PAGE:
Stochastic Learning in Neuromorphic Hardware via Spike Timing Dependent Plasticity with RRAM Synapses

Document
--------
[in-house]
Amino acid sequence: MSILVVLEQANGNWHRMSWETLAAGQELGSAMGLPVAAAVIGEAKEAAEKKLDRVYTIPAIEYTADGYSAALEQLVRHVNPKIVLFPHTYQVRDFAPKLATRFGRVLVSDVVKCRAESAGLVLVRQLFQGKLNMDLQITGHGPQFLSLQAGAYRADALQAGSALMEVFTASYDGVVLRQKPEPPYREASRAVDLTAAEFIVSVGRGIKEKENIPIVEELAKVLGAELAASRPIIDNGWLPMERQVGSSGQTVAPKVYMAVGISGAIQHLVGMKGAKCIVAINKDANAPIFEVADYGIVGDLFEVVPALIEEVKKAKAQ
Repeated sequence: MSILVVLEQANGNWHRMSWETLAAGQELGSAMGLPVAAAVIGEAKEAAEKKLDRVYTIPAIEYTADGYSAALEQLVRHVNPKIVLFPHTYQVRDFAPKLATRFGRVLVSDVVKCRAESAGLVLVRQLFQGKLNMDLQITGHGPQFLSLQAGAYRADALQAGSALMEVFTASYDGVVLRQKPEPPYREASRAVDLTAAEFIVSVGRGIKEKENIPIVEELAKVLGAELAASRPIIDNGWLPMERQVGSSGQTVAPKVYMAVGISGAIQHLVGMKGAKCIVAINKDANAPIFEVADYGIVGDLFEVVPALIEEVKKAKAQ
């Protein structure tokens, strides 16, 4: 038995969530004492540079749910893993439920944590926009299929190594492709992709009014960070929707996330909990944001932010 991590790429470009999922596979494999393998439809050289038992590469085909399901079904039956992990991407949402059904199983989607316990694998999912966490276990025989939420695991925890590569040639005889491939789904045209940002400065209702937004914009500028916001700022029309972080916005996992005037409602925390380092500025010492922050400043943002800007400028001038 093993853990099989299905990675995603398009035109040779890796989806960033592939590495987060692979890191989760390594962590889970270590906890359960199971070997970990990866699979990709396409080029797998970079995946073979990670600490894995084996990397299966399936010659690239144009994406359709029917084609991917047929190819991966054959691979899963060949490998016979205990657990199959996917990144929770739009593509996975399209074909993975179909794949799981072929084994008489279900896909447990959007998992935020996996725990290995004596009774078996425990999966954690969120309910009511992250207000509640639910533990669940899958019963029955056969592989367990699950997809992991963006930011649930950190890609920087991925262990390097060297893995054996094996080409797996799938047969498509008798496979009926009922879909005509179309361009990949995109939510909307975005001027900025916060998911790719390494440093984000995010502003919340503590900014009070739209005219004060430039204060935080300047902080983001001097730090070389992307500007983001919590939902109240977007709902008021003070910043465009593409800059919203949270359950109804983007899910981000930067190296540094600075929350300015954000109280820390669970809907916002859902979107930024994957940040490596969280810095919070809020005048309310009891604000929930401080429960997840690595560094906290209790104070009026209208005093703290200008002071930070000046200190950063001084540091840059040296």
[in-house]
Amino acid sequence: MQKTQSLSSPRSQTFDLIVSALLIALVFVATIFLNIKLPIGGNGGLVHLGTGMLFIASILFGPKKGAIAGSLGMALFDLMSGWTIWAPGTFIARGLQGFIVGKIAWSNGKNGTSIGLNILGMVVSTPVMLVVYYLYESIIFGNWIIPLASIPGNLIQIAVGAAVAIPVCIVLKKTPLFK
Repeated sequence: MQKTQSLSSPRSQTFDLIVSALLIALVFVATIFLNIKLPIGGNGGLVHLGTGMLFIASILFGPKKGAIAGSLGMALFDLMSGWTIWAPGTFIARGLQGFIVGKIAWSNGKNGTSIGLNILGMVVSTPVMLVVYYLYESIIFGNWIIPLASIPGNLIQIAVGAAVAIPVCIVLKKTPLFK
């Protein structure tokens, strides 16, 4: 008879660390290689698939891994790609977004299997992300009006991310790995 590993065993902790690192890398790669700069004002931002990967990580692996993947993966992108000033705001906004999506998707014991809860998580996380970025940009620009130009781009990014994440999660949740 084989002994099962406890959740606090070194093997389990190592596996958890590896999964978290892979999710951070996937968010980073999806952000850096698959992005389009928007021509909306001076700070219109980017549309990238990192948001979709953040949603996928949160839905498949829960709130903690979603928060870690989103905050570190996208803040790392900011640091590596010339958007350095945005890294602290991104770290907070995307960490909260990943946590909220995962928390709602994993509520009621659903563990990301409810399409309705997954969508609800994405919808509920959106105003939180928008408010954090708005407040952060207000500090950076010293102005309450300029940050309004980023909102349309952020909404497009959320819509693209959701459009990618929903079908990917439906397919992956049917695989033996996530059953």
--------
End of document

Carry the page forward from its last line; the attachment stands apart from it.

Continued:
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Hardware processors for neuromorphic computing are gaining significant interest as they offer the possibility of real in-memory computing, thus by-passing the limitations of speed and energy consumption of the von Neumann architecture. One of the major limitations of current neuromorphic technology is the lack of bio-realistic and scalable devices to improve the current design of artificial synapses and neurons. To overcome these limitations, the emerging technology of resistive switching memory has attracted wide interest as a nano-scaled synaptic element. This paper describes the implementation of a perceptron-like neuromorphic hardware capable of spike-timing dependent plasticity (STDP), and its operation under stochastic learning conditions. The learning algorithm of a single or multiple patterns, consisting of either static or dynamic visual input data, is described. The impact of noise is studied with respect to learning efficiency (false fire, true fire) and learning time. Finally, the impact of stochastic learning rule, such as the inversion of the time dependence of potentiation and depression in STDP, is considered. Overall, the work provides a proof of concept for unsupervised learning by STDP in memristive networks, providing insight into the dynamics of stochastic learning and supporting the understanding and design of neuromorphic networks with emerging memory devices.